A popular Bay Ridge watering hole is coming under fire from neighboring residents and the local community board after a backlog of 311 complaints which recently came to light highlighted the pub’s lack of proper licensing for its rear yard.
At a May 21 Community Board 10 meeting, board members addressed the slew of building violations and a mass of quality-of-life complaints from neighbors regarding Lonestar Sports Bar & Grill, 8703 Fifth Avenue,, as well as what that all means for the joint and its owner moving forward.
“Their [State Liquor Authority (SLA)] license was up for renewal at which point we looked and found that there were 115 noise complaints,” explained CB 10 District Manager Josephine Beckmann. “Then we looked towards the Department of Buildings (DOB) and we saw a whole bunch of violations there pertaining to the rear yard.”
The rear yard, she said, is exactly what neighbors are upset about. A compilation of 311 complaints forwarded to this paper showed more than 250 phone-ins dating back to 2011. In an eight-day period from April 28 to May 5, 2018, there were seven alone – all of them for loud noise coming from outside.
“When we had our first meeting, over a dozen residents came and said that their quality of life has been directly affected,” Beckmann said, noting that, gripes about Lonestar’s live bands, loud music and other various late night activity aside, there have also been grievances about heavy smoking – some of which go against stipulations the bar’s owner Tony Gentile had already previously agreed to.
Still, Beckmann said, the board “sought to work that out and we really wanted to work with the business.” So did the residents, she said, stressing that all of them seemed to sympathize with the business’s method of operation, including its obviously successful use of the backyard, especially in spring and summer.
“However, when we contacted the SLA to get more information, we also learned that he is not licensed,” Beckmann said.
Board 10 Police and Public Safety Committee Chair Lori Willis explained at the May meeting that the pub’s owner Tony Gentile first came before the board in 2007 seeking approval for an SLA application which did not include the rear yard, which the board endorsed – as did the SLA. Then, in 2011, he appeared before the panel with an alteration application to include the rear yard, which he never ended up filing with the SLA. But, in seeking approval from the board, the owner entered into stipulations which put caps on such things as hours of operation in the rear and volume control.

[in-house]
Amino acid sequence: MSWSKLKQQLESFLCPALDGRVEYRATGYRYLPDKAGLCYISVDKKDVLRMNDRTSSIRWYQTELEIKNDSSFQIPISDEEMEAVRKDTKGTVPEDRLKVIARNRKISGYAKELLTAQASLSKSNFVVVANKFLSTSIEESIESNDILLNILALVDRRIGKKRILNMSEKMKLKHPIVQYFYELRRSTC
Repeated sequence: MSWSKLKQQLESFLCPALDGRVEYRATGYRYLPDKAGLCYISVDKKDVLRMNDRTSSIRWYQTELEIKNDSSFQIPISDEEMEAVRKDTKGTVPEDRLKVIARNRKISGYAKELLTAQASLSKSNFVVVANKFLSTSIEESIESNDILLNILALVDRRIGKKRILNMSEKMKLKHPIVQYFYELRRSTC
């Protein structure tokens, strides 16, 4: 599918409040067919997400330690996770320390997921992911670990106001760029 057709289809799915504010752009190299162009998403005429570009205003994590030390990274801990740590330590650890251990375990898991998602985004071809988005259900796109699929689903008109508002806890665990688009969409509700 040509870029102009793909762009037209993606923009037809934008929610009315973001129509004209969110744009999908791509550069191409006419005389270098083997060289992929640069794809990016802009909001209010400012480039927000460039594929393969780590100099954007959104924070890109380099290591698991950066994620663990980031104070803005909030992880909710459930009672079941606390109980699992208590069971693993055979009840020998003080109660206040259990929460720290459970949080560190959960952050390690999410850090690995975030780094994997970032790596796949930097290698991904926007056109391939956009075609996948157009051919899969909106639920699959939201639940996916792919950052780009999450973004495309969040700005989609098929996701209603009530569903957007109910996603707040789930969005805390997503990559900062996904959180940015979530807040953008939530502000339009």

Gentile’s current license does not permit him to sell or consume alcohol in the backyard – which, Beckmann also noted, has been expanded to include two neighboring yards as well as the original one.
Gentile has agreed to cease all use of the rear yard, Willis said, until the situation is sorted out. Though, board member Brian Kieran outed the owner at the May meeting for breaking his word. “He promised he wouldn’t use the backyard. . .but he did, and he said ‘I had to,’” Kieran said, Gentile’s reasoning being that he’d had booked parties prior to the agreement. However, Kieran said, it’s been more than just a few small get-togethers.
Despite the controversy, Beckmann hopes Gentile – who has told the board he will appear with his attorney at its June 18 general meeting, the last before summer break – will work with the community to rectify these issues.
To do so, she said, Gentile would first have to obtain proper permits from the DOB to use the rear yard, correct any outstanding violations and also continue on with his application to renew his current SLA license. From there, he would have to file an alteration application to sell alcohol back there.
“At that point, we hope that we can work with him on a stipulation agreement that can properly address the neighborhood complaints,” Beckmann said. “We want him to do well and, believe it or not, so do the neighbors. We just want him to do it the right way.”
“We’re not an anti-business board. . .when they’re good neighbors,” Kieran said. “But apparently this guy has never been a good neighbor. We just never knew about it.”
Whether or not Gentile appears at the forthcoming meeting, Beckmann said, the board will vote on the application. The board’s vote is advisory only.
Gentile had not immediately responded to this paper’s request for comment.